clock menu more-arrow no yes

Filed under:

Ronald Shurer, Medal of Honor recipient and WSU alumnus, has died at 41

New, 5 comments

He succumbed to complications from lung cancer.

NFL: NOV 10 Giants at Jets
Medal of Honor recipient Staff Sergeant Ronald J. Shurer II waves to the crowd during the National Football League game between the New York Jets and the New York Giants on November 10, 2019 at MetLife Stadium in East Rutherford, NJ.
Photo by Rich Graessle/Icon Sportswire via Getty Images

Staff Sergeant Ronald J. Shurer II, a WSU alumnus who received the Medal of Honor in 2018, died Thursday of complications from cancer. He was 41.

Shurer was diagnosed with lung cancer three years ago, and his condition had taken a turn for the worse recently, resulting in a hospitalization. According to an Instagram post on Wednesday, he had been unconscious for about a week:

The Secret Service, for which Shurer had worked since his discharge in 2009, announced his death via Twitter on Thursday.

The Medal of Honor is one of the nation’s highest and most rare military awards, and it was given to Shurer for his valor in putting his own life at risk to save others during a firefight in Afghanistan in 2008.

Shurer graduated from WSU with a bachelor’s degree in business economics and, after having an application to join the Marines declined on medical grounds, was attending grad school in Pullman when the Sept. 11, 2001, terrorist attacks occurred. He enlisted again, this time joining the army in 2002 and two years later became a medic with the 3rd Special Forces Group, serving two tours in Afghanistan.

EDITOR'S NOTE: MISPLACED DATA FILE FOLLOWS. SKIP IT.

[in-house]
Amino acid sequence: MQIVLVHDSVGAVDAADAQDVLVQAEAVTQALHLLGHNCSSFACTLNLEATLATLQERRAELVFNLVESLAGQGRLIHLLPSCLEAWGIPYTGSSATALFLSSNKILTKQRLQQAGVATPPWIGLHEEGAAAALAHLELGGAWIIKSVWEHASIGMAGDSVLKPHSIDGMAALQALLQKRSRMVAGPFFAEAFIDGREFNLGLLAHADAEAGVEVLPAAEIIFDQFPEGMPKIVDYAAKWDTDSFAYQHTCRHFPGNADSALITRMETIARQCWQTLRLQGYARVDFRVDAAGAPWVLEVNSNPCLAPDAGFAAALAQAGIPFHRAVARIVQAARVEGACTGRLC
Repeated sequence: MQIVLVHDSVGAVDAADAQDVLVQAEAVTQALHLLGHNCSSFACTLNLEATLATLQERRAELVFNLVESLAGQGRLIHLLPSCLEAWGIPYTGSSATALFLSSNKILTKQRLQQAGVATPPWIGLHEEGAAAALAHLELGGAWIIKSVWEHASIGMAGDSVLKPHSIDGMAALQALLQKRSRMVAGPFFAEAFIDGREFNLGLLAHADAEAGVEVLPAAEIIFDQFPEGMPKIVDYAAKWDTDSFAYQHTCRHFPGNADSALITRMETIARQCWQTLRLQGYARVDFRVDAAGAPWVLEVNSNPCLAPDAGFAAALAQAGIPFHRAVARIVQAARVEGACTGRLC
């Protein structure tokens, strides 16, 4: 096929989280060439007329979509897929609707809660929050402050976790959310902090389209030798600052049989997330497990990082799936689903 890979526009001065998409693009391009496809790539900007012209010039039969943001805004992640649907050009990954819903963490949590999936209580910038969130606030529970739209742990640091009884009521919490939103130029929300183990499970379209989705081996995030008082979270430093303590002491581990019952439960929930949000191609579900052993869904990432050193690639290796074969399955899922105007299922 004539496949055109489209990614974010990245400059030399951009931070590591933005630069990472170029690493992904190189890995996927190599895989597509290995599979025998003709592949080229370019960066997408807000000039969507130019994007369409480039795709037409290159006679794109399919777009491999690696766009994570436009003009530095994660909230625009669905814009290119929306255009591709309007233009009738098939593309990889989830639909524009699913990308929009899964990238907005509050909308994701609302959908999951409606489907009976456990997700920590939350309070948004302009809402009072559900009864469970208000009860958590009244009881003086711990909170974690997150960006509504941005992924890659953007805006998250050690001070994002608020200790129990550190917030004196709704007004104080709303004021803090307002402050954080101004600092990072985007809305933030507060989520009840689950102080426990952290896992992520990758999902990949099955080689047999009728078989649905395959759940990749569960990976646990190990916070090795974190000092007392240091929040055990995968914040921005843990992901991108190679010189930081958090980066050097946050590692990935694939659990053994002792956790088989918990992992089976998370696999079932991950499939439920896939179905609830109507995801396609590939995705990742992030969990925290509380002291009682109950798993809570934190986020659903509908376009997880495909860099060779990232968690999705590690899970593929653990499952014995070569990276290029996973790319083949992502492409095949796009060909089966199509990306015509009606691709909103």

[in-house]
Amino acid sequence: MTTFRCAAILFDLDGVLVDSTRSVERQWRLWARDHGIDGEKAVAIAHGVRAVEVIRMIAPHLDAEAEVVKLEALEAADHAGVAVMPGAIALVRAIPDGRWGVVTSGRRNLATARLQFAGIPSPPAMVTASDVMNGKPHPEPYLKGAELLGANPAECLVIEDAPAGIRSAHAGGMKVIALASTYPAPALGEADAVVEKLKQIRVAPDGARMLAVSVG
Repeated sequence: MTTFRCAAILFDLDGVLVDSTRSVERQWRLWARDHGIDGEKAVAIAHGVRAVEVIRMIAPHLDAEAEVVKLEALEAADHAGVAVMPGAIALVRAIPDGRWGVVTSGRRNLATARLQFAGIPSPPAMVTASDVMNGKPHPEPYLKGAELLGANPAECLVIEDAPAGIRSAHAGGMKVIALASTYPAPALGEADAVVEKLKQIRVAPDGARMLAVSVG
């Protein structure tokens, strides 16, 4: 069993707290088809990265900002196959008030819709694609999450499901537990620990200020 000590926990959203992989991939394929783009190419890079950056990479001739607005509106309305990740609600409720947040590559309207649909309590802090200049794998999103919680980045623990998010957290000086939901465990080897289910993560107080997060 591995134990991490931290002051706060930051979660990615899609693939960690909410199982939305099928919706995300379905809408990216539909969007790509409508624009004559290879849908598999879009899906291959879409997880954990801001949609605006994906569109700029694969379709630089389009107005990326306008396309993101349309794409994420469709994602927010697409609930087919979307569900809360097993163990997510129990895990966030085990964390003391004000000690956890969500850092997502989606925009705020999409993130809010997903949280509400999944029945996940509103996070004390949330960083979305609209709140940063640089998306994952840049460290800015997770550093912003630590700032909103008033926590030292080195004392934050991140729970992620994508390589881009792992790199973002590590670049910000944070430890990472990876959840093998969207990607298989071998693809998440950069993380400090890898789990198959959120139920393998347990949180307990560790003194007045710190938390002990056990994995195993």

Unlike other medics, special forces medics are considered part of the offensive capability of their units, and he was fighting back at the enemy while trying to save other wounded soldiers — even as he had been shot in the helmet and the arm — during the fateful battle in the Shok Valley.

“All I remember is, ‘We’re going to get to my brothers,’” Shurer recalled. “I don’t remember gunfire. I don’t remember obstacles.”

Shurer — also honored by the WSU Board of Regents with the Distinguished Alumnus Award — returned to Pullman in November 2018 to raise the Cougar flag before the Apple Cup.

“Ron is always talking about the Apple Cup — what a big game it is, and how much fun it is to cheer for the Cougs,” his wife, Miranda, said before that game. “He used to get super annoyed with me because, for some reason, I keep calling it the Apple Bowl, and he’s like, `No it’s Cup, the Apple Cup.’ ”

Even during his very public battle with cancer, he was repping the Washington State Cougars.

Additionally, Shurer had been honored by Rogers High School in Puyallup, from which he had graduated in 1997 — and at which I have taught for the last decade — with a monument to his achievements. He attended a ribbon-cutting ceremony in December, and spent the day speaking to hundreds of students around campus:

“To be welcomed back with such open arms, it’s been a really cool day,” said Shurer. “To be back in the school after 20 years and seeing flashes of things I remember it’s been really cool.”

Shurer is survived by his wife, Miranda, and his two sons, Tyler and Cameron, as well as his parents, Ronald and Fabiola Shurer.

“He was an inspiration to me,” said Florent Groberg, a fellow Army veteran and Medal of Honor recipient, in a message to The Washington Post. “He never let cancer take away his smile and his mission to support our community. We all know about his military exploits, but it was the husband, the father and the friend that made Ron unique. He never showed his pain — only his love and strength. We lost an exceptional person but his legacy will live on forever. I will miss him.”